Stanley Cup Finals 2012: Can the Kings Close out the Devils in Game 5?

John SpinaContributor IIIJune 9, 2012

NEWARK, NJ - JUNE 09: Jonathan Quick #32 of the Los Angeles Kings allows a goal by Zach Parise #9 of the New Jersey Devils in the first period during Game Five of the 2012 NHL Stanley Cup Final at the Prudential Center on June 9, 2012 in Newark, New Jersey.  (Photo by Bruce Bennett/Getty Images)
Bruce Bennett/Getty Images

The New Jersey Devils finally found a way to get past Kings goalie Jon Quick in Game 4, defeating L.A. 3-1 and avoiding a finals sweep.  Nevertheless, with the series heading back to New Jersey, the Kings have played some of their best hockey on the road, and they'll look to end their nearly 45-year championship drought tonight. 

Despite ending Jon Quick’s streak of 139 minutes of shutout hockey, there is no reason to doubt the young goaltender and question the King’s chance of winning the Cup this evening.  However, at the other end of the ice, there is still good reason to believe in the Devils, as Martin Brodeur, the winningest goalie in NHL history, is also playing very well. 

Essentially, Game 6 comes down to whose offense can figure out the opposing goalie.

On paper, the Devils have a much stronger offensive group. Parise, Kovalchuk, Elias, Zajac and Henrique are all very talented and productive offensive players. However, the Kings have shown their young talent is more than capable of creating scoring opportunities, and Jon Quick has outplayed Martin Brodeur up to this point. 

The question is whether the Devils' stars can get hot after finally breaking out of their slump in Game 4 and continue to win against a very strong defensive team.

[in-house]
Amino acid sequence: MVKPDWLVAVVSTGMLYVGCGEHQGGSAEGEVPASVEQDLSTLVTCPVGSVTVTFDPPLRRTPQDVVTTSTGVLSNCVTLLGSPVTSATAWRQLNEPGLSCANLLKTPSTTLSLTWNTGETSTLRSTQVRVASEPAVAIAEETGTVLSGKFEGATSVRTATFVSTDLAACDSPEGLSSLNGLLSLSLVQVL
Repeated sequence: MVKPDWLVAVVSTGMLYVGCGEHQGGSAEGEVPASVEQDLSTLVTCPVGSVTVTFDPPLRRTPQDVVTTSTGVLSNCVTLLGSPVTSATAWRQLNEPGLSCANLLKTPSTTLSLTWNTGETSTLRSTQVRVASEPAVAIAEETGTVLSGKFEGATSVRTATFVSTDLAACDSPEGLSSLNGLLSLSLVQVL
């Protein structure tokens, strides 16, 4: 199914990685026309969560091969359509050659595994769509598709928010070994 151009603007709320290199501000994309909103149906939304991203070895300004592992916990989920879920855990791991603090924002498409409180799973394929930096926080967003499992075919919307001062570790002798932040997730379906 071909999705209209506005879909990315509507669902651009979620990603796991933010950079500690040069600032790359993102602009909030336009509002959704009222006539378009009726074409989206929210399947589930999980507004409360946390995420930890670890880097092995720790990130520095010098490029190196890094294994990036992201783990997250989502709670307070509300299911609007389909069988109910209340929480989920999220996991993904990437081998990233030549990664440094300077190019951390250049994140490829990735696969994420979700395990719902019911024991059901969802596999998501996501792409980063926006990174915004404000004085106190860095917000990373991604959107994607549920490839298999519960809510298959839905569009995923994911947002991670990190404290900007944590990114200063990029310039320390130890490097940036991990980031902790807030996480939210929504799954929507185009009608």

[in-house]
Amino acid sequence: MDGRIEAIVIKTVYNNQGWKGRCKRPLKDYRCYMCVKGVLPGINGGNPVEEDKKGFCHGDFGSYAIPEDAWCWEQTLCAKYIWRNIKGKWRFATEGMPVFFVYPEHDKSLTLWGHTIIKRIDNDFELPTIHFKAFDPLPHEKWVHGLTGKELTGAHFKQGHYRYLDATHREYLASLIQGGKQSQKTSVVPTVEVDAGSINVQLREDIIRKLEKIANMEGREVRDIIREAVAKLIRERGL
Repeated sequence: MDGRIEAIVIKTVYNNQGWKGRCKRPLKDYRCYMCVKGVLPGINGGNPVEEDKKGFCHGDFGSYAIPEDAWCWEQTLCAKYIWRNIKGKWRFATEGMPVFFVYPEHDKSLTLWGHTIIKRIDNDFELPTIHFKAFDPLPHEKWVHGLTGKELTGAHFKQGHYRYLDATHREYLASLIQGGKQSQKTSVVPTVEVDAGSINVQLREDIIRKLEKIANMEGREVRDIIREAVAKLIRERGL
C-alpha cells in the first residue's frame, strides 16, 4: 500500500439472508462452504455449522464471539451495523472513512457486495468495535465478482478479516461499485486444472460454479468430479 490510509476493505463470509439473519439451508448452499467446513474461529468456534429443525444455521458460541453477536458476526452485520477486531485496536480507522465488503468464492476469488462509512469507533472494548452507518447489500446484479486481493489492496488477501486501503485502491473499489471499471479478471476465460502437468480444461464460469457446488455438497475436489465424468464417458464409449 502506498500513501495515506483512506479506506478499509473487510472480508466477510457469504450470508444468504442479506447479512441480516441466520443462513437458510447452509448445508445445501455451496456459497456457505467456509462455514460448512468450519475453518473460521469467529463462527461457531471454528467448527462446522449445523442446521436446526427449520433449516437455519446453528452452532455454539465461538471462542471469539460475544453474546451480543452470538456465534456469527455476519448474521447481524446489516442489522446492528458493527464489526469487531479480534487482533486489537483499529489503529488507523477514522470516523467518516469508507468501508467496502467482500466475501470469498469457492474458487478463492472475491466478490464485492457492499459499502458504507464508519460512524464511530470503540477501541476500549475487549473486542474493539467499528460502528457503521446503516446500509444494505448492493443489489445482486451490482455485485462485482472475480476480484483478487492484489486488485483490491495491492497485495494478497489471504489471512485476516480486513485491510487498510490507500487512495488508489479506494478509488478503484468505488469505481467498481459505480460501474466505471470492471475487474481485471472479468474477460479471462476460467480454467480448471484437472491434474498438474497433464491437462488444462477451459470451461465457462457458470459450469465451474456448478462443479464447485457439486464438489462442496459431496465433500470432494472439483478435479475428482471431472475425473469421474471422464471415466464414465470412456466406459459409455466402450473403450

Anze Kopitar, Dustin Brown, Justin Williams, Mike Richards and Drew Doughty have played very well in the postseason and are clearly not intimidated by a goalie like Brodeur.  Nevertheless, after Game 4, Marty is as likely as anyone to catch fire and absolutely shut down an offensive group.  Though they are talented, they cannot match the play of a very deep and quick Devils team.

In order for the King’s to win, they simply need to keep playing their game of attrition.  In Game 4, they allowed some of the Devils' key offensive players to get clear shots on Quick and break open the game.  While Quick covers up a lot of defensive miscues, the Devils have too much talent to be allowed open shots and opportunities in transition. 

In Game 5, the Kings need to focus almost entirely on their defense and not permitting the Devils to score early and take control of the game’s momentum through their offense.  The King’s want a low-scoring game in which they need to net only one or two goals in order to win.  They simply cannot be successful against the Devils in a run-and-gun type game.  They need to rely on their terrific young goalie, provide him with as much help as possible and be patient, waiting for the right opportunity to strike offensively and get an easy goal either in transition or off a tip in front of the net. 

It’s a tough call, but ultimately I look for the Devils to take Game 5 and force a sixth.

Their offense gained some much-needed confidence in Game 4, and facing elimination I expect them to play their best game. Their frustration thus far should give them extra motivation to play hard and fast Devils hockey. Although I have learned to never bet against Jon Quick, I think the Devils are too good to allow the Kings to walk with the Cup in five games, in their own building no less.